Autism Awareness Day: A Time for Acceptance and Action
Apr 02, 2018
April 2 marks the 11th annual World Autism Awareness Day – a day to recognize people living with autism. Cities around the globe have hosted events recognizing Autism on this day, and many notable places celebrate the day by participating in “Light it up Blue.” Last year, buildings such as the White House, Rockefeller Center and the CN tower in Toronto, and special places in Egypt, Poland, Nepal, Thailand, Greece and Turkey were illuminated in blue light to increase Autism awareness.
This international day of recognition for autism signals the need for us all to take action on behalf of, and alongside, those with autism. Autism is a neurodevelopmental condition that affects 1 in 68 young people. It can have a wide range of effects on a child’s development; from significant impacts on language and cognitive functioning, to more subtle symptoms like difficulty making friends and limitations in employment.
In the past 10 years, people affected by autism have significantly raised awareness. Additionally, they have begun discussions about improving acceptance and increasing action for people with autism. The hope for many of us is that we can start to move on from autism awareness, to autism acceptance and action.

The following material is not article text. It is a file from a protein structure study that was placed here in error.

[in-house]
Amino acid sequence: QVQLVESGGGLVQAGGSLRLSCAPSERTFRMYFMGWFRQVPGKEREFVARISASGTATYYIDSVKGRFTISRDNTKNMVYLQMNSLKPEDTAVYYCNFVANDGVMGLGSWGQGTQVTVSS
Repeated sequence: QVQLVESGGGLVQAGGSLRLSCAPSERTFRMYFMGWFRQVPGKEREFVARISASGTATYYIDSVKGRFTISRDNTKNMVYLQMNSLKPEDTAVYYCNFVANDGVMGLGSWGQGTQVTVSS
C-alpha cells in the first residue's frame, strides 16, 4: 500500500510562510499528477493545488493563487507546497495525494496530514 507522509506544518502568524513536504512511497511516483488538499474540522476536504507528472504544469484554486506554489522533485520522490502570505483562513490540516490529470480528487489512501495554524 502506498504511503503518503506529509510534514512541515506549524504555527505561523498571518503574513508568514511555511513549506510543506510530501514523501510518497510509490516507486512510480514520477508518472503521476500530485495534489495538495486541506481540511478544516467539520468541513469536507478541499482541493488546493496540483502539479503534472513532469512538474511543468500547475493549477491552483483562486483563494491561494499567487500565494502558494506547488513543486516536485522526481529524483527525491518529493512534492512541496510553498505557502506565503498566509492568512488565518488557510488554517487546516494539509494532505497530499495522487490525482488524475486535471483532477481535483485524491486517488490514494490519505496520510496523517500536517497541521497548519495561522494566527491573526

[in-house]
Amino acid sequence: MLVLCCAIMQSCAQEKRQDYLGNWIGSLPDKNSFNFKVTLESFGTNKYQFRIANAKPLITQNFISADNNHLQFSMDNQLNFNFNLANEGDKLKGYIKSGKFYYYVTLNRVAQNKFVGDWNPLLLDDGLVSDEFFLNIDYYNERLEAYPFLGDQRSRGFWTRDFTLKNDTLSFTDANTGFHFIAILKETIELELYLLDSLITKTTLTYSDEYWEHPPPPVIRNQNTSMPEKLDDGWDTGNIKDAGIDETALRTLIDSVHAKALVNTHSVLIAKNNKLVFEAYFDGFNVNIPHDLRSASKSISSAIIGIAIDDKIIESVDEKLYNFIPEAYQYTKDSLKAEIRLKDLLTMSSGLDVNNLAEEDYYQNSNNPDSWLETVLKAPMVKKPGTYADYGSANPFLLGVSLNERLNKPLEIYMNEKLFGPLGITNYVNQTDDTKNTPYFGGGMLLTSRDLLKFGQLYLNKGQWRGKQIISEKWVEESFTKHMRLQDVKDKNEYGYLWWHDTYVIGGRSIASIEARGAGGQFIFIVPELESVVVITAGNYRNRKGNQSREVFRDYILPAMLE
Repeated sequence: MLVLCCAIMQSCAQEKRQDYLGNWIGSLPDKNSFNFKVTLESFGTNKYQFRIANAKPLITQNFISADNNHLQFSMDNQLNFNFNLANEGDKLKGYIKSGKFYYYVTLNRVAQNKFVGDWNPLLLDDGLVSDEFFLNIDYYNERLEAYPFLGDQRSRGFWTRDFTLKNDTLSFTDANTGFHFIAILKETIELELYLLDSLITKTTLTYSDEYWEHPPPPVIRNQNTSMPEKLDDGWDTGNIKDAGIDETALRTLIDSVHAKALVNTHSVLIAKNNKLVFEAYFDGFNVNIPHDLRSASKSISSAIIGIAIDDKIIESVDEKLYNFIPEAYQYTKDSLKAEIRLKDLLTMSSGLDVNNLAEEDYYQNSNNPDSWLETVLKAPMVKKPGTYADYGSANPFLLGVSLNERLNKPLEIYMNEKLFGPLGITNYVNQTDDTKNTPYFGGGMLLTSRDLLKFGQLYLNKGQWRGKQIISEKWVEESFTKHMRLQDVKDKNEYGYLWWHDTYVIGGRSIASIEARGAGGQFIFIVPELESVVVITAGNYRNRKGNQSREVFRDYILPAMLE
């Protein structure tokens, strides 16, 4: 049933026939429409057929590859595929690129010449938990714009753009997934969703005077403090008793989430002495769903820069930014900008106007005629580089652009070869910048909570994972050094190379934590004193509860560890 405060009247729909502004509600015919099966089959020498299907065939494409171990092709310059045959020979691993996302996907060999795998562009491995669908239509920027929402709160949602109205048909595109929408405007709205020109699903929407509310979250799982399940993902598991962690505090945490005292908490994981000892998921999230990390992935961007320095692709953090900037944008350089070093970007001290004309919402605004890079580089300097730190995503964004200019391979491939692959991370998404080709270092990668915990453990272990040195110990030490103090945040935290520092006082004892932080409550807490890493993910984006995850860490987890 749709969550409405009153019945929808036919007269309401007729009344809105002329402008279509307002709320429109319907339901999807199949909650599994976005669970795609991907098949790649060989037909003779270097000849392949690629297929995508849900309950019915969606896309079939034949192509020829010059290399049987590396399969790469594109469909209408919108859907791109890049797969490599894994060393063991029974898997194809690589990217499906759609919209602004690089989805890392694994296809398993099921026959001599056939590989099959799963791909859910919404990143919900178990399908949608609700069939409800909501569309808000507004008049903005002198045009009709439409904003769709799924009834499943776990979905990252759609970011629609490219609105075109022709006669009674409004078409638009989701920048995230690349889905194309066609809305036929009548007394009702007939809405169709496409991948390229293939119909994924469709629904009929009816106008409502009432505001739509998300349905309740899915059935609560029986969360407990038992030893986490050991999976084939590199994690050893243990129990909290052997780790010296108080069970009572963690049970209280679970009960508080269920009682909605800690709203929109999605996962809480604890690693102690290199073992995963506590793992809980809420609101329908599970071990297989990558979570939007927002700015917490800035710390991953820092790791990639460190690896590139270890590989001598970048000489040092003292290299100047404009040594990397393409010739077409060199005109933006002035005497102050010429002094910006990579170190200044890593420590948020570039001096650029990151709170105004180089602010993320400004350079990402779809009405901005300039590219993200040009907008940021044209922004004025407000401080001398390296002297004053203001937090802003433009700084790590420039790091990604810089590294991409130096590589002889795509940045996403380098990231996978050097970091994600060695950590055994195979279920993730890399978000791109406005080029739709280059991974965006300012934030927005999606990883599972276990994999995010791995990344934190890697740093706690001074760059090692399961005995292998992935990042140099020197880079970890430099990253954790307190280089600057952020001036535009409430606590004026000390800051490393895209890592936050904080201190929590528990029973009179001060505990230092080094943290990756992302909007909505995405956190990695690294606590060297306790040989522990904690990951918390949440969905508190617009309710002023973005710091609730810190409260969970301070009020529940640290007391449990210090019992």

In the last 10 years, the options for people with autism have expanded considerably, from access to early intervention – which helps young children get a good start – to support services in colleges and in the workplace. There is more expertise and awareness in the medical and mental health worlds, in educational settings, workplaces and recreational settings. The arts and media represent autism in their stories and programs more frequently. These are all things to celebrate.
World Autism Awareness Day also serves to launch April as Autism Awareness Month. During this month we have the opportunity to ask ourselves, “What is still left to do?” In some places there is still much work to be done to offer assessment and diagnostic services, to overcome stigma, to train professionals and to make needed services available to people with autism and their loved ones.
We need to work on inclusion into communities, more specific job coaching programs and more specialized care for those with complex forms of autism, or who have other medical or mental health conditions. We need to find ways to support, understand, accept and encourage individuals with autism and their families in more robust and meaningful ways. Action to get these needs met is the next logical step after awareness has been improved.
I encourage us all to take this special day to commit to reaching out to those around us who have differences, unique perspectives or life pathways, or who need a helping, encouraging hand. Those of us with our own differences can speak up to offer our unique voices to the conversation. If we can expand our horizons in our own lives, we will do a better job of making room for everyone, everyday, including those with autism.
Learn more about Nationwide Children's Hospital's autism research and how you can be part of our SPARK study, by clicking here.
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